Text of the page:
More than 70 Ministry of Justice employees in Northland courts will join thousands throughout the country and stop work after fair pay negotiations for female workers stalled.

The proposed strike for court registry officers, victim advisors and others will be a two-hour stoppage on September 19, the Public Service Association (PSA) said.

The PSA has 77 members in Northland who work at the Whangārei District and High courts, Whangārei Maori Land Court, Kaikohe and Kaitaia District Court.

Some of the jobs they do include court security, registry, collections, court reporters for the national transcription service, and court services team members.


PSA said there would be a picket at Whangārei District Court, and smaller actions at the Kaitaia and Kaikohe courts.

"Our members at Justice work hard to keep the court system going. Many of them are women, and they do crucial jobs such as court registry officers, court reporters, victim advisors and Family Court co-ordinators," PSA national secretary Erin Polaczuk said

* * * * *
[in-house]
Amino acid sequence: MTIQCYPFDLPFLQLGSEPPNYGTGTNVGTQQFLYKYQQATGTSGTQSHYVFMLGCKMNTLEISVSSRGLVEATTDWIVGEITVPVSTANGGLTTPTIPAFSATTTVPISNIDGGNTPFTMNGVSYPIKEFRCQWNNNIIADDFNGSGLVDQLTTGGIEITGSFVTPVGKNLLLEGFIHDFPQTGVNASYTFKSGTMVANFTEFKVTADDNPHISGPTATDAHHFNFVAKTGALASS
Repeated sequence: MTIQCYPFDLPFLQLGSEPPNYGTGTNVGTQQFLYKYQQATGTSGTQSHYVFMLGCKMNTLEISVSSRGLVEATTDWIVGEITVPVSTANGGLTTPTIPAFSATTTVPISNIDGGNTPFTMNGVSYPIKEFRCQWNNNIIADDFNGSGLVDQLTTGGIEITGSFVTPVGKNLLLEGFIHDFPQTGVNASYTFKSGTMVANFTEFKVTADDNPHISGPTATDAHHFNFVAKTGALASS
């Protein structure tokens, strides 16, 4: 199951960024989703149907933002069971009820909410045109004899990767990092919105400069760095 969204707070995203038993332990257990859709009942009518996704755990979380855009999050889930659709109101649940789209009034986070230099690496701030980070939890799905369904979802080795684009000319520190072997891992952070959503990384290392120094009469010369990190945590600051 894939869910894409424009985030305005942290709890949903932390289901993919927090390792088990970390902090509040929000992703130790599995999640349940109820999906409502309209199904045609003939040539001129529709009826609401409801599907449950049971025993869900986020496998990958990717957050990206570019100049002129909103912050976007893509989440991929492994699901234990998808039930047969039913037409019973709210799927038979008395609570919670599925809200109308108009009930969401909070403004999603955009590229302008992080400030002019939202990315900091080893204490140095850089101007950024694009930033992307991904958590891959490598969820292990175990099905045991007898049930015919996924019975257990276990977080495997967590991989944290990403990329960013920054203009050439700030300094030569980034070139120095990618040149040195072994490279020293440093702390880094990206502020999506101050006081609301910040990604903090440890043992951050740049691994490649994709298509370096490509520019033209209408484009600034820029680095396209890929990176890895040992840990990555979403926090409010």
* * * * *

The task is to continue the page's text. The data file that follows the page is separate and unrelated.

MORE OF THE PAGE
"They deserve to be properly valued for the work they do in making sure the justice system runs smoothly and fairly."

A female employee at the Ministry is paid on average 15 per cent less than a male worker, the PSA said. It is a larger gender pay gap than the average public sector department of 12 per cent.

The Government requires all public service employers to end the gender pay imbalance by 2020.

"The PSA believes the Ministry does not properly value some female-dominated roles - and our efforts to strike a deal to reduce this pay gap and have staff properly valued have so far come to nothing," Polaczuk said.

"These are not highly-paid workers. Last year, Justice had the third-lowest average salary in the public sector, and we believe they are slipping back even further."

Ministry of Justice chief executive Andrew Bridgman said his ministry remained open and committed to continued negotiations.

"We have offered a 5 per cent increase over two years, which is consistent with agreements reached by other government agencies. The PSA have asked for more than 13 per cent over the same period."